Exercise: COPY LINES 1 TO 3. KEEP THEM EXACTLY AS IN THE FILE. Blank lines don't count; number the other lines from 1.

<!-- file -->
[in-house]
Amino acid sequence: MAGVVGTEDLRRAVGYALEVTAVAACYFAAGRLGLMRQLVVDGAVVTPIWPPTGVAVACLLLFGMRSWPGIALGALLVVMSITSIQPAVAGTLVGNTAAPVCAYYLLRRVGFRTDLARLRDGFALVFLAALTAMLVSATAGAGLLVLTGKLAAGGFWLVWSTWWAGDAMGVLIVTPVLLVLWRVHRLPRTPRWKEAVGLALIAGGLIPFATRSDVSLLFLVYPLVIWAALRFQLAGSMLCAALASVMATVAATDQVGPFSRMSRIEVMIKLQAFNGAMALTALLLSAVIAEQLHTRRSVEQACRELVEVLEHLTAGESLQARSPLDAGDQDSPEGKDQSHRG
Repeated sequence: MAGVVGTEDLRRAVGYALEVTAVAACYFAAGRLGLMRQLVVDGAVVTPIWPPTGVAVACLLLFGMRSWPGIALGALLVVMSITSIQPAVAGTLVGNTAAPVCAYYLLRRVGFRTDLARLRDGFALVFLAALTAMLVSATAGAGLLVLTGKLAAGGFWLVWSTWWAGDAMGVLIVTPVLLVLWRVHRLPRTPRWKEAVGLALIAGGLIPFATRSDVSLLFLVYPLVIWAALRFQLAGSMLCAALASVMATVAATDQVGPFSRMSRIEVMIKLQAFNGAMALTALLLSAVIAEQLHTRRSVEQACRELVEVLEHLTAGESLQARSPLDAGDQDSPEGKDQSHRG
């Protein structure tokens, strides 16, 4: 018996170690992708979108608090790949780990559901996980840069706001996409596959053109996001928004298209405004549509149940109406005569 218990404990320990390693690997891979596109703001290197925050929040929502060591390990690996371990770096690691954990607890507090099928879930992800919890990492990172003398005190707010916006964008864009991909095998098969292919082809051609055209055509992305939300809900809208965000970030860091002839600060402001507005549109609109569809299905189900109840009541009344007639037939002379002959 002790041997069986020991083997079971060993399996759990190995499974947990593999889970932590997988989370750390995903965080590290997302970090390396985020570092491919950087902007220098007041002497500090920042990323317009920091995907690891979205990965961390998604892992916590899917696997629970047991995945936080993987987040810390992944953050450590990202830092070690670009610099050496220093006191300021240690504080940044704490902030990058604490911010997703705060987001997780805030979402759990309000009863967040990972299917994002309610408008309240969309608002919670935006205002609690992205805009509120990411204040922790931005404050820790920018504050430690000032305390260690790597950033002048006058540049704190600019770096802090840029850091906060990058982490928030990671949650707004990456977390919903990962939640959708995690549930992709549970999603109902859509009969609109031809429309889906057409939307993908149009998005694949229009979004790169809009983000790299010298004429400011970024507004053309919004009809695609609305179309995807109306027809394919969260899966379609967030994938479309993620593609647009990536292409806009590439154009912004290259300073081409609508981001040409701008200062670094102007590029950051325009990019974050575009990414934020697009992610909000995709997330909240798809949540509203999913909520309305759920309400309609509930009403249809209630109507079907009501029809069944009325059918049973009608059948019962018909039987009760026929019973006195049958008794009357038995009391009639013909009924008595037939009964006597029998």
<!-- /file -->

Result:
[in-house]
Amino acid sequence: MAGVVGTEDLRRAVGYALEVTAVAACYFAAGRLGLMRQLVVDGAVVTPIWPPTGVAVACLLLFGMRSWPGIALGALLVVMSITSIQPAVAGTLVGNTAAPVCAYYLLRRVGFRTDLARLRDGFALVFLAALTAMLVSATAGAGLLVLTGKLAAGGFWLVWSTWWAGDAMGVLIVTPVLLVLWRVHRLPRTPRWKEAVGLALIAGGLIPFATRSDVSLLFLVYPLVIWAALRFQLAGSMLCAALASVMATVAATDQVGPFSRMSRIEVMIKLQAFNGAMALTALLLSAVIAEQLHTRRSVEQACRELVEVLEHLTAGESLQARSPLDAGDQDSPEGKDQSHRG
Repeated sequence: MAGVVGTEDLRRAVGYALEVTAVAACYFAAGRLGLMRQLVVDGAVVTPIWPPTGVAVACLLLFGMRSWPGIALGALLVVMSITSIQPAVAGTLVGNTAAPVCAYYLLRRVGFRTDLARLRDGFALVFLAALTAMLVSATAGAGLLVLTGKLAAGGFWLVWSTWWAGDAMGVLIVTPVLLVLWRVHRLPRTPRWKEAVGLALIAGGLIPFATRSDVSLLFLVYPLVIWAALRFQLAGSMLCAALASVMATVAATDQVGPFSRMSRIEVMIKLQAFNGAMALTALLLSAVIAEQLHTRRSVEQACRELVEVLEHLTAGESLQARSPLDAGDQDSPEGKDQSHRG